In recent weeks, judges and their rulings have increasingly been called out publicly by NYPD leaders.

CUNY Law professor Steven Zeidman believes, “It seems to have support at the very top of the NYPD. I think all the way up to the mayor.”

What You Need To Know

  • In interviews and social media posts, the Governor, the Mayor and NYPD leaders are partially blaming judges for a rise in subway crime

  • Legal scholars are questioning the NYPD's criticism

  • City Council Speaker Adrienne Adams also voiced her concerns about the NYPD's tactic

NYPD Chief of Patrol John Chell wrote Thursday, “Hold judges to account,” in a social media message about subway safety.

On Wednesday’s “Mornings on 1,” NYPD Transit Chief Michael Kemper referenced a judge’s decision in a recent subway assault saying, “Against the wishes of the prosecutor, the judge released a suspect on her own recognizance. Well, guess what? She was arrested again yesterday in Manhattan.”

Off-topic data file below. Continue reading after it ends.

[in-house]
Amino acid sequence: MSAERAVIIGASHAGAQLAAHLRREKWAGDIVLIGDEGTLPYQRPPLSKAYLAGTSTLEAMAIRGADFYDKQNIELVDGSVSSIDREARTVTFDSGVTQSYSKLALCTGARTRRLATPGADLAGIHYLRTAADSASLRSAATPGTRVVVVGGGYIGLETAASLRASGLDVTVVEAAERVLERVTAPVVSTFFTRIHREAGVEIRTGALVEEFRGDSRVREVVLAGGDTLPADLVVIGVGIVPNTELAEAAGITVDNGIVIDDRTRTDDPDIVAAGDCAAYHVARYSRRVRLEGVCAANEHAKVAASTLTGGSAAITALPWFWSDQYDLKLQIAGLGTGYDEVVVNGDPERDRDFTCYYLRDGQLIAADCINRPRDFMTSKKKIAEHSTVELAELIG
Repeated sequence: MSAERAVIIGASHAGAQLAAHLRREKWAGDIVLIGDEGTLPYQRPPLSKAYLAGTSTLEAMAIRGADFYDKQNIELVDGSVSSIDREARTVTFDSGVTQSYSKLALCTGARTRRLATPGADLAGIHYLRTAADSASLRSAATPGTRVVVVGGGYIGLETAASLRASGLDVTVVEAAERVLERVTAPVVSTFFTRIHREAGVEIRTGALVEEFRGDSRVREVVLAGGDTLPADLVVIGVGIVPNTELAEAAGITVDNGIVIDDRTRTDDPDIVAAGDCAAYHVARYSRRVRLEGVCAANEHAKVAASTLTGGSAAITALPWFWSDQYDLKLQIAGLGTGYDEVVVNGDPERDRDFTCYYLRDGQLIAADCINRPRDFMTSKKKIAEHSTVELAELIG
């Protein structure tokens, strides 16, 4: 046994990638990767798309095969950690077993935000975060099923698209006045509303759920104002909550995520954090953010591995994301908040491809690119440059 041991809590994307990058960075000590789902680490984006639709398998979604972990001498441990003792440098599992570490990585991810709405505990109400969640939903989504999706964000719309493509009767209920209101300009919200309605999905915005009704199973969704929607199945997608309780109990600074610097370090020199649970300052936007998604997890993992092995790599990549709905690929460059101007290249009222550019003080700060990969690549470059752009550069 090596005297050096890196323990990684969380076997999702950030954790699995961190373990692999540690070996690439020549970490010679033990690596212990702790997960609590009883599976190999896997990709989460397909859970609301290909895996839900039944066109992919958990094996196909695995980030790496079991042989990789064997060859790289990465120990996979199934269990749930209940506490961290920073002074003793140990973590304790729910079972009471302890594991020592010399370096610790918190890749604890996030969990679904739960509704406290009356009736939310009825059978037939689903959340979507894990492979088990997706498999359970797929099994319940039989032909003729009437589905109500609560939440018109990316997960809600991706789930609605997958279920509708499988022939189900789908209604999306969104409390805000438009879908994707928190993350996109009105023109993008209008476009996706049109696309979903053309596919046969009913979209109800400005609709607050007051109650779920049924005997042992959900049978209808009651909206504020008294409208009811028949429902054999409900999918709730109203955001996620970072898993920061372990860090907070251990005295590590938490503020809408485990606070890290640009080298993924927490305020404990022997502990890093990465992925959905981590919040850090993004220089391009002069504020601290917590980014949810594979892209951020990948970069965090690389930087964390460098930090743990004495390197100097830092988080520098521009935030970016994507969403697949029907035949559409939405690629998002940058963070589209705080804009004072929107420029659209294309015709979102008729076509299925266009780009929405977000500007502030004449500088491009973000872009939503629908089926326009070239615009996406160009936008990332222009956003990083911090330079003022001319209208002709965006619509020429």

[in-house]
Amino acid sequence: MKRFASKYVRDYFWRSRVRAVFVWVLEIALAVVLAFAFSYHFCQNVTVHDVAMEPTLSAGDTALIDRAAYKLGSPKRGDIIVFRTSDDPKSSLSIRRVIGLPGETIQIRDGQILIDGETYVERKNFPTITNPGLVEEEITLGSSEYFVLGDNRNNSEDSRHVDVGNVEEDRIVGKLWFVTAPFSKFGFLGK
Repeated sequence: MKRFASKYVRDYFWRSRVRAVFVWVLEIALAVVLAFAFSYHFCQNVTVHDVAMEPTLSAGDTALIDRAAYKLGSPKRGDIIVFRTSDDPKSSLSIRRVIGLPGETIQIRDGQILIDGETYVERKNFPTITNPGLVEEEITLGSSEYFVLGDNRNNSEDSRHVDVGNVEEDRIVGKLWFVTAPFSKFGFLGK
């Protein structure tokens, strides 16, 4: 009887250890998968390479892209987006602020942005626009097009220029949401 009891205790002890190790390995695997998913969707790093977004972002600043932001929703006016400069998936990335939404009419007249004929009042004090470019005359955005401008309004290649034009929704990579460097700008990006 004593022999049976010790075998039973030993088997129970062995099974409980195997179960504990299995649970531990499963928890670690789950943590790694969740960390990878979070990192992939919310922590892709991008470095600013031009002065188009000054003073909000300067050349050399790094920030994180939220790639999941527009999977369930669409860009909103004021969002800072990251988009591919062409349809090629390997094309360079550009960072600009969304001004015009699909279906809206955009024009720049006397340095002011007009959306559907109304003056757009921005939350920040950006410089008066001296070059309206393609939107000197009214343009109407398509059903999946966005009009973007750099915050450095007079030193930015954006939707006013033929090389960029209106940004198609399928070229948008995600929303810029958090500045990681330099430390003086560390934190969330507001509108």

In a social media message viewed 200,000 times, Chell named a judge last week, writing, “She set free a predator back into the community, who may be on your next train, or walking the streets of our city, looking for his next victim.”

The post referenced the wrong judge and the wrong county in the case.

“That doesn’t instill confidence that if they’re going to do this, they’re going to do it well, that they really had any interest in getting the facts right,” Zeidman said.

Columbia Law professor Jeffrey Fagan believes criticism from the NYPD will have little impact on how a judge actually rules.

“I don’t know if their decisions are going to be changed whatsoever. These are judges who were making decisions within the parameters of the law and using their best judgement,” Fagan said.

When asked about the NYPD’s social media posts on judges, City Council Speaker Adrienne Adams responded, “To me its very, very troubling that we would see a city agency, particularly as potent as the NYPD, performing these actions on social media. It’s not something we would encourage our children to do.”

Mayor Eric Adams recently defended the outspoken officers on 1010 WINS.

“The goal is not to call out a judge for doing his job,” Adams said. “It gets to you when you see those repeat offenders over and over again being released back out on the street, and you feel sometimes that the other arms of the criminal justice system are not hearing that everyday New Yorkers are the victims of these crimes.”